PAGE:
Another 24 hours has passed since the news about Bin Laden, but I feel the same way I did when I first heard it: Deeply satisfied and, yes, maybe even happy. Or at least as happy as one can feel about the end of a chapter that began with such sadness.
I also feel enormous gratitude, and admiration, for the men and women who carried out this operation--and, more generally, carried out the war on terrorism over the last decade. Their work is not done. While the raid on Bin Laden's secret compound eliminated a menace, a symbol, and a singularly culpable agent of evil, it did not eliminate the threat of terrorism. Still, this is an accomplishment in which, I think, all American service members and operatives can take some pride.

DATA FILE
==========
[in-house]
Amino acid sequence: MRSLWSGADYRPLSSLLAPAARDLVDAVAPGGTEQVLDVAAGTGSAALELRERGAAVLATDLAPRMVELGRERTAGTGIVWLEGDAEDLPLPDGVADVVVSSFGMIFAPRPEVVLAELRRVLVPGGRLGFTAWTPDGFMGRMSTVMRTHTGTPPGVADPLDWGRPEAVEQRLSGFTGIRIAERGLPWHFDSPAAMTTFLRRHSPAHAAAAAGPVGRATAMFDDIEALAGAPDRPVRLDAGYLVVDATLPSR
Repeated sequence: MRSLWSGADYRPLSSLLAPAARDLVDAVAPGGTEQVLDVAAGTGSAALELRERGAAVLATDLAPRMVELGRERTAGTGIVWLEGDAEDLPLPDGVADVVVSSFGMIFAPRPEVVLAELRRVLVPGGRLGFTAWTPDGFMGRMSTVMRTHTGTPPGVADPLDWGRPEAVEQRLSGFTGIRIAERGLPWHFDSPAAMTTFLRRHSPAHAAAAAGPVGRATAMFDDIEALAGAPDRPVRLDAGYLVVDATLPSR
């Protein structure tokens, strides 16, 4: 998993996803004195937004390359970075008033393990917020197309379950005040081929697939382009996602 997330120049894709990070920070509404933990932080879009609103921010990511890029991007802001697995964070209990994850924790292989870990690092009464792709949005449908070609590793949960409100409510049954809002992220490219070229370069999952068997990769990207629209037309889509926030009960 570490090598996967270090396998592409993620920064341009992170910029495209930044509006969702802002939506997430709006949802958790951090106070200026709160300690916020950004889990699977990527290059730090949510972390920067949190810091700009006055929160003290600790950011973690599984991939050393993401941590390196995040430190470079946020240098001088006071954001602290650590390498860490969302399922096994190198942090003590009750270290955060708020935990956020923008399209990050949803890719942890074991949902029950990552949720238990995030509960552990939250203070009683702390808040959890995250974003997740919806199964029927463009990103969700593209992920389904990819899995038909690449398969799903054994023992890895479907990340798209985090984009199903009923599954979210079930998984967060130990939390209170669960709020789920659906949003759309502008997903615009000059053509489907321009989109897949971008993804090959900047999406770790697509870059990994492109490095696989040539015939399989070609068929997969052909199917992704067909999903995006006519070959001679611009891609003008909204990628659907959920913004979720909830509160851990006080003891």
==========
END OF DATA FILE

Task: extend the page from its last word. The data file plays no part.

Domestic policy, the area of my expertise and normal subject of this blog, has not ceased to matter. Already in Washington, attention is turning back to debt ceilings, abortion, and Medicare vouchers. I have plenty of things to say on all of those issues, but nothing that can't wait one more day. Readers who, like me, remain preoccupied with the Bin Laden story might want to check out some of TNR's offerings, including contributions from Lawrence Kaplan and James Downie and, especially, Leon Wieseltier.